By William Pidzamecky, PhD researcher at the University of Nottingham
In July 2018 a group of University of Nottingham students from the School of English went on an archaeological expedition to Vypovziv, Ukraine. The group was led by Dr Cat Jarman from the University of Bristol whose work on Viking camps at Repton has yielded spectacular results. As a result, Dr Jarman’s work with the Repton winter camp is particularly relevant to the project and allows sites such as Vypovziv to be compared more easily with its English counterparts.
The village of Vypovziv is located two hours north of Chernihiv and is the site of a Viking Age Rus outpost. The outpost served as a control point along the Desna river route as well as a toll/re-supply station for travellers and merchants coming along the river to or from Kyiv during the later 9th through to the late 10th century. The Viking outpost is located on top of a tall ridge that stands out in the low marshy landscape and would have bisected the Desna River. The site included a fortified area with a palisade and a surrounding open settlement. The site included a fortified area with a palisade and a surrounding open settlement. Vypovziv, and sites like it, shares many similarities such as layout, location, and types of artefacts to winter camps in England such as Torksey and Repton, where Dr Cat Jarman is currently conducting archaeological fieldwork. Vypovziv, Repton, and Torksey all had some form of defence to protect them, were located in naturally strategic positions near rivers which provided easy access by boat, and at one stage in their lifespan became administrative and/or commercial centres. All three sites had a mixture of inhabitants, including women and children, and were specifically created by Scandinavian immigrants. The main difference between them is the initial motivation for their founding, Vypovziv was established as a point of control along a trade route while sites such as Repton and Torksey began life as a base for the Great Viking Army invading England.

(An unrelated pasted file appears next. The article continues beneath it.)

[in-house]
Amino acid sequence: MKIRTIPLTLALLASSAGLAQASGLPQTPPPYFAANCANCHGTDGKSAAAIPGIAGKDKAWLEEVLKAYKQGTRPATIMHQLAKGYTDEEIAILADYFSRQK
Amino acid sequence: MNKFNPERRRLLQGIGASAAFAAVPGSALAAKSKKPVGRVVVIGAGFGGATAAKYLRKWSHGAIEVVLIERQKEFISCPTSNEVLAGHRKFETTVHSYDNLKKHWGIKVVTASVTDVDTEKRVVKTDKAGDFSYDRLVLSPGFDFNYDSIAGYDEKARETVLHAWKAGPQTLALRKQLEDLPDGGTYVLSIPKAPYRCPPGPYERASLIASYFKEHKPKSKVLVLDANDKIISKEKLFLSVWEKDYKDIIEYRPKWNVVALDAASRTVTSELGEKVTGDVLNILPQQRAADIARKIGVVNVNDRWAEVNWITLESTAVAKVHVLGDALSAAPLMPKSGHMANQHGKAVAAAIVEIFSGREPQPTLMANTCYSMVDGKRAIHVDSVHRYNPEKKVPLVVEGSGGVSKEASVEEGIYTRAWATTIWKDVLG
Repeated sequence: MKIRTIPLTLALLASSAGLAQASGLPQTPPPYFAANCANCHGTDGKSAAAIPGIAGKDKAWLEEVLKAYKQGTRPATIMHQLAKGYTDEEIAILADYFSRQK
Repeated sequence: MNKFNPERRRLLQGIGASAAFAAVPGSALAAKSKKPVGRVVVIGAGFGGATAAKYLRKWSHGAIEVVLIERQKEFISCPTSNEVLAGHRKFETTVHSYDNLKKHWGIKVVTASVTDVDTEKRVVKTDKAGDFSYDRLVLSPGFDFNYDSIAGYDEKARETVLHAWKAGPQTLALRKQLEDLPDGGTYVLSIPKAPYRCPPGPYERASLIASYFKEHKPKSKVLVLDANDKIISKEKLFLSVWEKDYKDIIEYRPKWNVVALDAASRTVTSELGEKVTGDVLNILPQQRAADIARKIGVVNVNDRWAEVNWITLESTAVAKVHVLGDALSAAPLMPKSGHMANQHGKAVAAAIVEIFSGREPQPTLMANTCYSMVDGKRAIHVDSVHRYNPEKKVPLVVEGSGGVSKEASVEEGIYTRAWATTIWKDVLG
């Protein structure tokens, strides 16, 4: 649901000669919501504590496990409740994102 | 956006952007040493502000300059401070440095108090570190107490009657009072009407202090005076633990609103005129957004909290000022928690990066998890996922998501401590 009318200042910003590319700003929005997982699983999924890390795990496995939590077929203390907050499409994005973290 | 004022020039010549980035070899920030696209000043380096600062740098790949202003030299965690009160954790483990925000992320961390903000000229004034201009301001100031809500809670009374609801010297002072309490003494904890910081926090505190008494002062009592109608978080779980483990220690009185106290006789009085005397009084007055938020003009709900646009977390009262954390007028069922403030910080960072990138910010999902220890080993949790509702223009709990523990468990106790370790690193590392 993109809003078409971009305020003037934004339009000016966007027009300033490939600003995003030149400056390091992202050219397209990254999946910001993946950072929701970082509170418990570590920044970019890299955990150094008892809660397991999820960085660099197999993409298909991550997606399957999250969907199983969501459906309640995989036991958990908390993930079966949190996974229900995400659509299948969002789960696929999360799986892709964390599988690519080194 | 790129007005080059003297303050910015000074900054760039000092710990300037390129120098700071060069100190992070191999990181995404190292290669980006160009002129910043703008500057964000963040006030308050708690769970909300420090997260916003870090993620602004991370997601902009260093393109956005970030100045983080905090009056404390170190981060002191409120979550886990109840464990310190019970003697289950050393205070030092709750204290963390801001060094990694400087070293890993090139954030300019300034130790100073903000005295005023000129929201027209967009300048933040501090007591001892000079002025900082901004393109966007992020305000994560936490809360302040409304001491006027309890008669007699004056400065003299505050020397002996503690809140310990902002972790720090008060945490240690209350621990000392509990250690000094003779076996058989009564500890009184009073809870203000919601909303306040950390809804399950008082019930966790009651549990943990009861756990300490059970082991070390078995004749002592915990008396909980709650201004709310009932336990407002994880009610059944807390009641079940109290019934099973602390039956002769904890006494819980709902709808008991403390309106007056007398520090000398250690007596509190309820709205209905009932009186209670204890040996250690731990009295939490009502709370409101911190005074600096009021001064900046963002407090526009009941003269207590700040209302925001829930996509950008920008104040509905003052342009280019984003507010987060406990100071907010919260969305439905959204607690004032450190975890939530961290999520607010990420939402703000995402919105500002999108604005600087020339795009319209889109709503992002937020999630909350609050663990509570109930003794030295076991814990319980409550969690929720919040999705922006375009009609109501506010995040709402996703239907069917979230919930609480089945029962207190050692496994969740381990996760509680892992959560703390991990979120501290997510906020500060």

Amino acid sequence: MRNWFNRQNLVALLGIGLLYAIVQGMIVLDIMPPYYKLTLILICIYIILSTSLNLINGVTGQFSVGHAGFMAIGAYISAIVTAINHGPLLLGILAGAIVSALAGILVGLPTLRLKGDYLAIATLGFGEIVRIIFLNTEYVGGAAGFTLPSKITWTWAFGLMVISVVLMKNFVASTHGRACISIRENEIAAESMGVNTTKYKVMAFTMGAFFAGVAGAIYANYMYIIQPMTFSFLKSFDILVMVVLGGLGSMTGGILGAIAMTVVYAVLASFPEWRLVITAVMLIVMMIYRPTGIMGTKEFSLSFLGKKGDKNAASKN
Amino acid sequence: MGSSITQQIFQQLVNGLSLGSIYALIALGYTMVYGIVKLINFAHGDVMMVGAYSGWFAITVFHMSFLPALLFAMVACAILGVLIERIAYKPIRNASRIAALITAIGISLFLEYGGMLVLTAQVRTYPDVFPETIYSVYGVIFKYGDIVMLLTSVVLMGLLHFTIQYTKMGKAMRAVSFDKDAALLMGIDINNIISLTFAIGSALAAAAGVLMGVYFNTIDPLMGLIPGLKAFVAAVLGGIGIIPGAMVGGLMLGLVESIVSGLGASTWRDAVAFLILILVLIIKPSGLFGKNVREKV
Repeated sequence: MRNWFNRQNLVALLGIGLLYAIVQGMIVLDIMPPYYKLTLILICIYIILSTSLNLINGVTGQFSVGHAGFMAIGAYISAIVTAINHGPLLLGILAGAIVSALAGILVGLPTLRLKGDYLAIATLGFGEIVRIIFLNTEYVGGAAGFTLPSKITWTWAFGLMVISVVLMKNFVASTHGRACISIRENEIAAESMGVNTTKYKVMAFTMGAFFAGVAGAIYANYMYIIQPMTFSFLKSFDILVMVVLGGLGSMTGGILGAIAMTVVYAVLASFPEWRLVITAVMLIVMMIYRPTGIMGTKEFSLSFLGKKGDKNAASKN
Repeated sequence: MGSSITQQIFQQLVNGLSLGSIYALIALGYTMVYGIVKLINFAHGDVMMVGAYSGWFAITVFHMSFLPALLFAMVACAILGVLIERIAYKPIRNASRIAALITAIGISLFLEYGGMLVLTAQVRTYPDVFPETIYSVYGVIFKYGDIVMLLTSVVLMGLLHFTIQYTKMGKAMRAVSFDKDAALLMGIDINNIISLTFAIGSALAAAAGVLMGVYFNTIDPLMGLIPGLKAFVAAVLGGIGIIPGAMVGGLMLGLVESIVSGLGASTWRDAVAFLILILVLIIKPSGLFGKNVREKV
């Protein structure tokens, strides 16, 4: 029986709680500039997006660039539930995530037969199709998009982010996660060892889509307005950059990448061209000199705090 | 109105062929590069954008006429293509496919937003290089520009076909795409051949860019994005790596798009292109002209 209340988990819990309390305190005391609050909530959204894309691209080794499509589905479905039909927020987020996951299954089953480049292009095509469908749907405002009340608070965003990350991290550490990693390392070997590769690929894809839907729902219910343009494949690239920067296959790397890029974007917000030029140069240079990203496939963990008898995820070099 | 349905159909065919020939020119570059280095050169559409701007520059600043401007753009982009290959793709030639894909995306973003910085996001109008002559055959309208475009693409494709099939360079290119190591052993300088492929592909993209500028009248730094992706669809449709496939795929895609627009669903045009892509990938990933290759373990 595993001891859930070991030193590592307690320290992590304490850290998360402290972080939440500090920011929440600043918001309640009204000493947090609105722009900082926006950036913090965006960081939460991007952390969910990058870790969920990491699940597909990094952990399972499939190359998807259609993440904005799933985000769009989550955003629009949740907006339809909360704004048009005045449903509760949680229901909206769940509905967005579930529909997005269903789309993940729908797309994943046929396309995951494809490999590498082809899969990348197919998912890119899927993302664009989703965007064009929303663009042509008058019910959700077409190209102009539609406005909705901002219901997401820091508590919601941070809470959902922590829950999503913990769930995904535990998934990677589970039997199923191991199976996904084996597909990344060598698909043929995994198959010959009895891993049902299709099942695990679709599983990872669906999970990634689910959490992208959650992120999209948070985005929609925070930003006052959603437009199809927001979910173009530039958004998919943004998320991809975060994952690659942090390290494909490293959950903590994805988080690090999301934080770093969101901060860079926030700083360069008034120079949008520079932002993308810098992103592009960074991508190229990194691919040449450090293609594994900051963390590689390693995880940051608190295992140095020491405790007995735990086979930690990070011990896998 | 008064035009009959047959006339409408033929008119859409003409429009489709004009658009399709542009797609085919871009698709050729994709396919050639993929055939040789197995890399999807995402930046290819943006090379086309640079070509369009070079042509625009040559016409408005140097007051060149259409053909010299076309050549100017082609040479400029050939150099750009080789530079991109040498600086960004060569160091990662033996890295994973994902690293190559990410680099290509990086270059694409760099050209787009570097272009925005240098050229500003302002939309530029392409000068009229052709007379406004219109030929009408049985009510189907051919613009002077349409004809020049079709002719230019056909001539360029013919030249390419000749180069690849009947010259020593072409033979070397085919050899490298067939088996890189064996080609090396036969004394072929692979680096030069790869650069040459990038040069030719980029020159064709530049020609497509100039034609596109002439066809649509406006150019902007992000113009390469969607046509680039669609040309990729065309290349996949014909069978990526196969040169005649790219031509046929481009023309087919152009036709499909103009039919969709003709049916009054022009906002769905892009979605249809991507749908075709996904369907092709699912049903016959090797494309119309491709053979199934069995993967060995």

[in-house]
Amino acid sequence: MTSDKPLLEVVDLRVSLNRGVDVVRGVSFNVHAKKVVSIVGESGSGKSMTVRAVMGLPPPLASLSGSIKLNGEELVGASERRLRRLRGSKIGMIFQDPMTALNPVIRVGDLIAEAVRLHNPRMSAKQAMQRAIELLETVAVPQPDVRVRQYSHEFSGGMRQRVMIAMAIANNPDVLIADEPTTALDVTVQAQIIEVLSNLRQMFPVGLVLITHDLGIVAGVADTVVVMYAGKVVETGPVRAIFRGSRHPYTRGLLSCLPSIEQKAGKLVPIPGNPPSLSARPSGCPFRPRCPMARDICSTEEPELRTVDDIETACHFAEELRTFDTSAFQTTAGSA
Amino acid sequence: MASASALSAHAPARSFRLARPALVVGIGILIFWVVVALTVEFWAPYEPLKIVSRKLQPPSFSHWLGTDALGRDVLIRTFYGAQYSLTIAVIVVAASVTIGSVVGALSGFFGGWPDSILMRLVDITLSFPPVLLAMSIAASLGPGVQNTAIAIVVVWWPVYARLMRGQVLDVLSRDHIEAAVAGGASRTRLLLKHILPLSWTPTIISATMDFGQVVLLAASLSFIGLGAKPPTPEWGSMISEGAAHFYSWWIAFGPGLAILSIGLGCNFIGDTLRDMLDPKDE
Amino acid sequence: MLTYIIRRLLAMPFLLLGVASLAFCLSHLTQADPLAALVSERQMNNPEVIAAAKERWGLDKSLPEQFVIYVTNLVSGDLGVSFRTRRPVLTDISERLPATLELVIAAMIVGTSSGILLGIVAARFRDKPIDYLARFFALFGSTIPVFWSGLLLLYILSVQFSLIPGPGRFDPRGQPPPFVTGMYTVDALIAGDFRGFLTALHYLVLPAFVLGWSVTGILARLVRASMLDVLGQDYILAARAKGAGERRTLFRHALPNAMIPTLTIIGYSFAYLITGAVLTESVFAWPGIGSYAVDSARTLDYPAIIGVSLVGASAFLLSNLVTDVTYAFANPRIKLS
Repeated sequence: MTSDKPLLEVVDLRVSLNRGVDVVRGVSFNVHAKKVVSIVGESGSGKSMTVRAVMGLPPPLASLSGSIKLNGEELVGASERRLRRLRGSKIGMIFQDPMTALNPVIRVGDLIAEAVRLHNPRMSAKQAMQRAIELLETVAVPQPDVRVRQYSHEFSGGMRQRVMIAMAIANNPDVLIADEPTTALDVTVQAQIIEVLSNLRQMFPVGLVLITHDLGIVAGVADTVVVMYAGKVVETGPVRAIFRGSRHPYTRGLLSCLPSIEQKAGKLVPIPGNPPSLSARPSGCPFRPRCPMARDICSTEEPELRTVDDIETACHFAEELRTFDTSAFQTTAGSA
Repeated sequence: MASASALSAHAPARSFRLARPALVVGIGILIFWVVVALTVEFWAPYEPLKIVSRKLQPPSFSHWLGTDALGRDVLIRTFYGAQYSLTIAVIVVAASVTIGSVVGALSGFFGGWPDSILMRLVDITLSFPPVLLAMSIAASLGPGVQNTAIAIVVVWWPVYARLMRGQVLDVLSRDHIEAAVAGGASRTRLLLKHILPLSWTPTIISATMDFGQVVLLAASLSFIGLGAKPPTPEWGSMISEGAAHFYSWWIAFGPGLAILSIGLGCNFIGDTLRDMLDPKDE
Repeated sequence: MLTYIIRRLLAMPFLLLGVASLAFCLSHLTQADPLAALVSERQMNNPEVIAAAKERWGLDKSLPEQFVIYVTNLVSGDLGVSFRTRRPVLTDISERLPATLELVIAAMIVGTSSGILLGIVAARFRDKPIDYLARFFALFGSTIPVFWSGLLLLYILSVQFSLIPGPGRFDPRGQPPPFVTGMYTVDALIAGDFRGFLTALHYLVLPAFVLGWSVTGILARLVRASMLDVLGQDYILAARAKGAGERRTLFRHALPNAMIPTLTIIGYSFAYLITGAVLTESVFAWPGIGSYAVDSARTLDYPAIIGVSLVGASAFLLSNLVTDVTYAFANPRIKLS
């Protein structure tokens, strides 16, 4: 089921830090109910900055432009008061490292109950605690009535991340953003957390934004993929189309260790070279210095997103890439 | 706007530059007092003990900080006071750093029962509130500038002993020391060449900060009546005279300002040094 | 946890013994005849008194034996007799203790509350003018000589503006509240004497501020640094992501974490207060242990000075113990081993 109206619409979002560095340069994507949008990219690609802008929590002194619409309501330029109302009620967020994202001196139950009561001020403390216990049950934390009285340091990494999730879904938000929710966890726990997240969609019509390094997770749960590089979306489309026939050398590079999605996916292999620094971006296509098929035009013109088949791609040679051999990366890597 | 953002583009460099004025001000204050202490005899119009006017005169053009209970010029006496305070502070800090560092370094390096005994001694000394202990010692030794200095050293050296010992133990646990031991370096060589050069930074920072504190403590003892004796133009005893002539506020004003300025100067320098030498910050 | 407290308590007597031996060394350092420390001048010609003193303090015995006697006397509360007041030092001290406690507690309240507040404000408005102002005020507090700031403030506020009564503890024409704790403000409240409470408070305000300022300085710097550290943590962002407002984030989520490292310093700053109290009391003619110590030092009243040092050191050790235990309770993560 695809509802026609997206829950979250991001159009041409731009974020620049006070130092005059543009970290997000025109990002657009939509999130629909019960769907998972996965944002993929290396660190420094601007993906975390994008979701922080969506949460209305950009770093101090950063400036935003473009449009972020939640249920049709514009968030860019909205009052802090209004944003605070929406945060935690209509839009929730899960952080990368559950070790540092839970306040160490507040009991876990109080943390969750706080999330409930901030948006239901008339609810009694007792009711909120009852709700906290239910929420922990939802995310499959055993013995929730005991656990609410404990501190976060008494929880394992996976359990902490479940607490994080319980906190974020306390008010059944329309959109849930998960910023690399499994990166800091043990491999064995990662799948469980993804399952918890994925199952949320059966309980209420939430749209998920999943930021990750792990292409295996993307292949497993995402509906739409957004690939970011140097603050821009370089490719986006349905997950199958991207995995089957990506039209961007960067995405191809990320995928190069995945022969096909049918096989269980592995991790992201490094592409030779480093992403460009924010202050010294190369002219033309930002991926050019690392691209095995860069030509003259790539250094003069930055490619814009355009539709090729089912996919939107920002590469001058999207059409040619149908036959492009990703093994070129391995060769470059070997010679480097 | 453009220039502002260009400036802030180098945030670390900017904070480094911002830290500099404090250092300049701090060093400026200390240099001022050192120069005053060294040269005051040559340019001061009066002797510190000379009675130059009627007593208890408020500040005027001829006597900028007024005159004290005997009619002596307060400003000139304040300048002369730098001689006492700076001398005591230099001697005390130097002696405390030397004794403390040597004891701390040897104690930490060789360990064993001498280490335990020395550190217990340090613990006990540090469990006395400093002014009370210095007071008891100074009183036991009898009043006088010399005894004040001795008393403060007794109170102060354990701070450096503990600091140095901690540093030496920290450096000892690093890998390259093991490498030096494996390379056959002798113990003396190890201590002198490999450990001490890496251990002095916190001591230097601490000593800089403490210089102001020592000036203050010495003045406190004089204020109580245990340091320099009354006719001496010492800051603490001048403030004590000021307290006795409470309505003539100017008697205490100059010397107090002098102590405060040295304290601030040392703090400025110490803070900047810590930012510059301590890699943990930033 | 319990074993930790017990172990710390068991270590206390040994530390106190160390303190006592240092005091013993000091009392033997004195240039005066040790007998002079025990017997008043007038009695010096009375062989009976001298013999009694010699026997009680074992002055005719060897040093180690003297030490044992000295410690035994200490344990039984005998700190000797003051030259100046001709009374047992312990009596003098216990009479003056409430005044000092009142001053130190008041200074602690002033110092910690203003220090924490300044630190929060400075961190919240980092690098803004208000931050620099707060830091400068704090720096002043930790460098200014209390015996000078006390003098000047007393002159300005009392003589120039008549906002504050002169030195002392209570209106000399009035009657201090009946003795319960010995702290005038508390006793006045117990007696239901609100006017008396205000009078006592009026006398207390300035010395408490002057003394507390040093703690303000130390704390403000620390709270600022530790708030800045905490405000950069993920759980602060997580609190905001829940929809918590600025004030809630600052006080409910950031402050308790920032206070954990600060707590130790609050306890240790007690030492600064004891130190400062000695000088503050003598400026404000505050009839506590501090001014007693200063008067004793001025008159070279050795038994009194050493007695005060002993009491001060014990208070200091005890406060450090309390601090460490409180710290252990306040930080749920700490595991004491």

The Nottingham team were given a previously unexcavated section within the boundaries of what would have been the settlement area of the outpost just down the ridge from the fortified area. The artefacts found ranged in date from the late 9th century to the 12th century and included tools such as needles and awls, imported and local glass beads, imported jewellery, and various pieces of pottery, one making its way from the Byzantine Empire. The last day produced perhaps the most interesting finds, two ovens demarcating two separate dwellings. The team looks forward to returning next July to continue their exciting work.
The expedition was made possible by funding secured by William Pidzamecky through the Cascade Grants Programme. The group joined the archaeological team from the University of Chernihiv, led by Dr Vyacheslav Skorohod, which has been excavating at the site for over a decade.